Whenever my students have a question I don’t have experience with, I find an expert and interview them to find the answer. I’ve even added an interview series in the course that’s filled with video interviews I do with a variety of professionals. My goal is to eliminate as many hurdles as possible for my students. Teaching this course is the most rewarding thing I do and has also made me a better freelancer.
The most important thing about my class is that I’m actively freelancing. I’m literally doing what I teach for a living. I limit my university teaching work so that it’s never more than 25% of my time.
I have to ask the equipment question, especially for a traveling journalist. Do you have a standardized set of equipment?
I try to be very minimal with gear partly because I’m a very tiny person – I only weigh 115 pounds so I can’t really be carrying around half my body weight in gear! I shoot Nikon and travel with one DSLR body, 24-70mm f/2.8, 70-200mm f/2.8 VR, and a 50mm f/1.8. I’ll travel with a second body for certain shoots, but it’s often easier for me to rent an extra body when needed than carry one around with me for months. Sometimes, I’m on the road for six months at a time so I don’t want the extra weight. And, I also travel with a Holga for fun and one roll of film for every month I’m traveling.
I always have my MacBook Pro and usually three portable external hard drives. All of this fits in my 34-liter Osprey backpack that I use as my carry-on. It probably weighs about 25 pounds when everything is in the bag, which is still heavier than I’d like. I never fly budget airlines like Air Asia that weigh your carry-ons because I refuse to check my gear for fear of theft or damage.
You have distilled your travel expertise into the book Good With Money: A Guide to Prioritizing Spending, Maximizing Savings, and Traveling More. The book, while based on your photojournalism work, provides guidance to anyone interested in maximizing savings and income to achieve their dreams.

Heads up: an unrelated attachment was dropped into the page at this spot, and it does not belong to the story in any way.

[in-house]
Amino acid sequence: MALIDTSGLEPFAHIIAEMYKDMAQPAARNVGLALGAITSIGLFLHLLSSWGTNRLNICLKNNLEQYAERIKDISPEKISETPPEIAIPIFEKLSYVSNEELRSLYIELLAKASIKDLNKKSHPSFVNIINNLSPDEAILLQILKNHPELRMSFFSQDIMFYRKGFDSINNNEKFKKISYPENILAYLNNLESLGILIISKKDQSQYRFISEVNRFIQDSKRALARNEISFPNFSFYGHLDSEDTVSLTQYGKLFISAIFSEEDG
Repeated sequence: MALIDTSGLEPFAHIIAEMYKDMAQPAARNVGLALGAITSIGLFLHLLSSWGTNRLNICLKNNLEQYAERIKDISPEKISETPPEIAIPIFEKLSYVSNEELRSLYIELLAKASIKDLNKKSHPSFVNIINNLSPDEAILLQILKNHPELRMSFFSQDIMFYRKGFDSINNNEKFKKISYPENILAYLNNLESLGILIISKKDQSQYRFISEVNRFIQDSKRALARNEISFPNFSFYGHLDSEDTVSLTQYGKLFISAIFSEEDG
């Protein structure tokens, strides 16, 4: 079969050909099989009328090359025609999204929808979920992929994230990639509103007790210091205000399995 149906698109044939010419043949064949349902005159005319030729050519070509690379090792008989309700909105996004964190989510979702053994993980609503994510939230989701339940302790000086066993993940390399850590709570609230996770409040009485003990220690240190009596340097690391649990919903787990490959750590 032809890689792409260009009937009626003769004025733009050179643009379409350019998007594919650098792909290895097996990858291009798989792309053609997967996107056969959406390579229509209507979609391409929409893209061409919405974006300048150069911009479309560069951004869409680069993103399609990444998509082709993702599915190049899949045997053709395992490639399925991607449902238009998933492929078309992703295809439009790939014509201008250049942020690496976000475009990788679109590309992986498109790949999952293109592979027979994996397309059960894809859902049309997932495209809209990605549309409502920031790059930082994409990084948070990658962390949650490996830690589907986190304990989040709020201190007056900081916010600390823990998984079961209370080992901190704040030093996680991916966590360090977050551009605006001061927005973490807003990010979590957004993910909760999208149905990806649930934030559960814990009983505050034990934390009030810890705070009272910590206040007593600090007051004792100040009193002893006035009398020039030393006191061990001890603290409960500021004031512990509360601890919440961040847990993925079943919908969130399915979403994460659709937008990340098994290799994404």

My financial philosophy is derived partly from the Buddhist ideal of focusing on a larger goal instead of short-term comfort. In the finance world, it’s often referred to as conscious spending, which is the idea that you indulge in the things you love and relentlessly cut your spending elsewhere. Travel was always the larger goal for me. It came before everything.
Can you share a couple of financial or lifestyle tips?
I follow the 80/20 rule. Invest your money in the 20 percent of things and goals that bring you joy. Your priorities must align with your values. It’s extremely important to understand how much money you are making in relation to your expenses. I tell my students every semester to do this to ensure they understand how much they need to live—rent, food, utilities—when they are negotiating salaries or freelance projects.
My biggest advice is to always focus on the larger goal. For example, when I first moved to Austin in 2013, I rented out my friend’s living room for $230/month. While I could have afforded my own place, I knew this decision was temporary because I was saving money for a year-long South America trip. There are always sacrifices. No one has an unlimited supply of time and money. It all comes down to your priorities.
The reason I am able to freelance full-time and travel nonstop is because I’m good with money. Before I became location independent in 2017, I was saving 50% of my income for 2.5 years to have a cushion to live on bare minimum for 1-2 years. The savings was to ensure that worrying about money didn’t stifle my creativity or choices. While I did dip into that savings a few times, I’ve hardly had to touch it. In addition, I’m also saving for retirement.
There is no freedom like living below your means.
About the author: Peter Levitan began life as a professional photographer in San Francisco. He moved into a global advertising and Internet start-up career. Peter photographs people around the world using a portable studio. This is his excuse to travel and meet people.
Image credits: Header photograph: “Masaya Volcano, Nicaragua” by Anna Mazurek